> China's monopoly

The subject of Asia and its emerging powers
like China and India, now taking up strong
positions in Africa, sparked off yet another
spirited debate in Kigali, this time between
MEPs and ACP MPs. The ACP parliamentari-
ans wouldn't accept any criticism of China
made in a foreign investment report adopted
by the Assembly, much to the dismay of its co-
author Astrid Lulling, an MEP from
Luxembourg. She asserted that, "China is

monopolising the continent's natural resources
and raw materials. This does not help the
development process along but benefits
Chinese companies. China's aid does more
harm than good." This very direct criticism
displeased African MPs, backed by the JPA's
Co-President, Radembino Coniquet, and
added to by a representative of the Democratic
Republic of the Congo (DRC), who said,
"Each country is entitled to develop its rela-
tions with anyone it chooses".
It was later pointed out that the ACP States did
not need to be taught any lessons by Europe,
whose companies prefer to relocate to the
Middle Kingdom (China) rather than Africa.
But these clashes revealed just how explosive
these issues are and how much work still has
to be done by the EU in its efforts to forge a
'three-sided' dialogue with China and the
African continent.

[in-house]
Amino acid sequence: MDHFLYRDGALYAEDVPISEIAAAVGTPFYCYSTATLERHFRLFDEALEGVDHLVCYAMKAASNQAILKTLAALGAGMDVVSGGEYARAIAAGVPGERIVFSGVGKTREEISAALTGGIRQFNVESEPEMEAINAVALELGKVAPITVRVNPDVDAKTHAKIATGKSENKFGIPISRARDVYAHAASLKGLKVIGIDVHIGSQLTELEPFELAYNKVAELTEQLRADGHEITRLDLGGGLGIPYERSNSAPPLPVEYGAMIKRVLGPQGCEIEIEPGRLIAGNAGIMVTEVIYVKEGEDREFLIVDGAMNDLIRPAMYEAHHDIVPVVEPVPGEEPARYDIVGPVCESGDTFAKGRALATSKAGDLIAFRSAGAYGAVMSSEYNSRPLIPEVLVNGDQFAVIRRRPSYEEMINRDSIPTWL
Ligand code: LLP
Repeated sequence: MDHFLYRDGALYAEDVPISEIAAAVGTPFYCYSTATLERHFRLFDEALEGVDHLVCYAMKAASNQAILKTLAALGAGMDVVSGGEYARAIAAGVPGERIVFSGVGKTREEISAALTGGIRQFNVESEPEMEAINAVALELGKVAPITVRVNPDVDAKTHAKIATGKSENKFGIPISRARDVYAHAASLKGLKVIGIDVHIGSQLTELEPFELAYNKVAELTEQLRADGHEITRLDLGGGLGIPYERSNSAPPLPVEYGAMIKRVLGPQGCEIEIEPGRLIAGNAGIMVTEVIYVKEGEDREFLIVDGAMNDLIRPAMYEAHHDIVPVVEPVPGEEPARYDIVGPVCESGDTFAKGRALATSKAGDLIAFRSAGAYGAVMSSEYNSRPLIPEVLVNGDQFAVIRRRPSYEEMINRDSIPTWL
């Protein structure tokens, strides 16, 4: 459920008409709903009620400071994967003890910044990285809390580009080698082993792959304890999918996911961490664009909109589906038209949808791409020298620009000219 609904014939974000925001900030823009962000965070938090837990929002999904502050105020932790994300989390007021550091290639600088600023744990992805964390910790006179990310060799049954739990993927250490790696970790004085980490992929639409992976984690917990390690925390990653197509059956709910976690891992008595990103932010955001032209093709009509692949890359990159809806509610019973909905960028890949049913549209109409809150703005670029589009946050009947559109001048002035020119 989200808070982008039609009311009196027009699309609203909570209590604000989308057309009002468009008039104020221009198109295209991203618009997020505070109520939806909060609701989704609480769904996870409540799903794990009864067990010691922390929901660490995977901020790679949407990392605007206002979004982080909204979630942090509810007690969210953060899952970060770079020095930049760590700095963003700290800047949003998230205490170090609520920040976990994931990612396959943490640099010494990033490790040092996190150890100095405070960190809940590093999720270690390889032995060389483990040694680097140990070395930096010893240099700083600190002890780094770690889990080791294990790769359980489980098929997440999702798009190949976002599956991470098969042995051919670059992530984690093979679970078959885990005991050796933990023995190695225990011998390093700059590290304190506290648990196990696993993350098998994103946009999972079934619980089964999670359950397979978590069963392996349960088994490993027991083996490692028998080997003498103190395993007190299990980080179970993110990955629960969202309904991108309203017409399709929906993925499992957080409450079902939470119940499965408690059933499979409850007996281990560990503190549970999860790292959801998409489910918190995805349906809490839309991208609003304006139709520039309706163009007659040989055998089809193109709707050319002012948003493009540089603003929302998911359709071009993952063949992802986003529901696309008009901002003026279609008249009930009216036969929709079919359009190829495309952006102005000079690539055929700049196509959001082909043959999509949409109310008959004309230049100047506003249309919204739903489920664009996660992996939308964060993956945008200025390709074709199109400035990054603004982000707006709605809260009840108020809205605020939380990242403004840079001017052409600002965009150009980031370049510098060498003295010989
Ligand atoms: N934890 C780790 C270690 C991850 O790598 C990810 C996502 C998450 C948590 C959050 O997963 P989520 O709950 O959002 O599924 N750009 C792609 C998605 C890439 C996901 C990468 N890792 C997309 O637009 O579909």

The Assembly managed to come together again
to put over its concem at the deteriorating situ-
ation in East Congo, where continuing clashes
between the Congolese army and General
Laurent N'Kunda's rebel forces have displaced
350,000 people in the last 12 months. In an
emergency resolution, the Assembly called for
the mobilisation of the international communi-
ty and neighboring countries. "Congo is the
trigger of Africa," wared a DRC MP. German
MEP Jtrgen Schroeder believed that "the sta-
bility of the entire region is under threat owing
to this crisis, involving the rape of women, the
murder of children, as well as violence and pil-
laging for ethnic reasons." Sadly, the
Assembly's warning was tragically borne out a
few days later when fighting intensified around
the city of Goma, close to the Rwandan border.
Finally, the Assembly provided the opportuni-
ty for a wake-up call on an issue that may be
less dramatic but still has major implications
for the ACP countries: the delay in ratifying
the revised Cotonou Agreement. This delay is
now jeopardising the release of funds from the
101 European Development Fund, 2008-2013.
The Co-Presidents, Glenys Kinnock and
Radembino Coniquet, urged national MPs to
take action to guarantee that the agreement is
ratified on time so that European aid can be
released. The 27 EU Member States and two-
thirds of the ACP Group of States must ratify
the pact before the Commission can draw
upon the EDF's 22.6 billion worth of financ-